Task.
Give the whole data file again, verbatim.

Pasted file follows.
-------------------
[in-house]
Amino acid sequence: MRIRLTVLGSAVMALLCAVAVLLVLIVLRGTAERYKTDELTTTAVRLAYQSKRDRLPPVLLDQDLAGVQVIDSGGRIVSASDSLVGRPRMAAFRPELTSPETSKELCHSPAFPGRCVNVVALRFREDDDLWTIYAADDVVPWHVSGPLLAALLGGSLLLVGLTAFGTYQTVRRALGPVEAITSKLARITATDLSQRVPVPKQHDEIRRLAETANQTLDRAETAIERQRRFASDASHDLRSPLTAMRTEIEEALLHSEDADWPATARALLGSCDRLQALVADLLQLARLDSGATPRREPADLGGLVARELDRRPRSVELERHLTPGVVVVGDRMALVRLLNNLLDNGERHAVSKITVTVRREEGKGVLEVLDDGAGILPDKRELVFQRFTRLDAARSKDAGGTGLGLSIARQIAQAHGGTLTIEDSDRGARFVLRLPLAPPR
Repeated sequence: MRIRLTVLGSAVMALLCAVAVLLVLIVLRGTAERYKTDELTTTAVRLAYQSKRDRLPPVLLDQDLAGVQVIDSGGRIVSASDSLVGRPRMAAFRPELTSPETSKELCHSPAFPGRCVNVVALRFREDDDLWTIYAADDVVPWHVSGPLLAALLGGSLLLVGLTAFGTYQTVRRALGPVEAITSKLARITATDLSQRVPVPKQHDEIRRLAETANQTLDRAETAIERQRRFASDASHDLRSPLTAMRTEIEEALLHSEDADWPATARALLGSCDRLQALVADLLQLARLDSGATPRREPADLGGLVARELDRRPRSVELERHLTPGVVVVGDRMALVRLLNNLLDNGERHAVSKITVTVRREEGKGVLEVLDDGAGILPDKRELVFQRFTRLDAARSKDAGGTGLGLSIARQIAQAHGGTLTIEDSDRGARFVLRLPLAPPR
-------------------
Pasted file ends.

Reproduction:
[in-house]
Amino acid sequence: MRIRLTVLGSAVMALLCAVAVLLVLIVLRGTAERYKTDELTTTAVRLAYQSKRDRLPPVLLDQDLAGVQVIDSGGRIVSASDSLVGRPRMAAFRPELTSPETSKELCHSPAFPGRCVNVVALRFREDDDLWTIYAADDVVPWHVSGPLLAALLGGSLLLVGLTAFGTYQTVRRALGPVEAITSKLARITATDLSQRVPVPKQHDEIRRLAETANQTLDRAETAIERQRRFASDASHDLRSPLTAMRTEIEEALLHSEDADWPATARALLGSCDRLQALVADLLQLARLDSGATPRREPADLGGLVARELDRRPRSVELERHLTPGVVVVGDRMALVRLLNNLLDNGERHAVSKITVTVRREEGKGVLEVLDDGAGILPDKRELVFQRFTRLDAARSKDAGGTGLGLSIARQIAQAHGGTLTIEDSDRGARFVLRLPLAPPR
Repeated sequence: MRIRLTVLGSAVMALLCAVAVLLVLIVLRGTAERYKTDELTTTAVRLAYQSKRDRLPPVLLDQDLAGVQVIDSGGRIVSASDSLVGRPRMAAFRPELTSPETSKELCHSPAFPGRCVNVVALRFREDDDLWTIYAADDVVPWHVSGPLLAALLGGSLLLVGLTAFGTYQTVRRALGPVEAITSKLARITATDLSQRVPVPKQHDEIRRLAETANQTLDRAETAIERQRRFASDASHDLRSPLTAMRTEIEEALLHSEDADWPATARALLGSCDRLQALVADLLQLARLDSGATPRREPADLGGLVARELDRRPRSVELERHLTPGVVVVGDRMALVRLLNNLLDNGERHAVSKITVTVRREEGKGVLEVLDDGAGILPDKRELVFQRFTRLDAARSKDAGGTGLGLSIARQIAQAHGGTLTIEDSDRGARFVLRLPLAPPR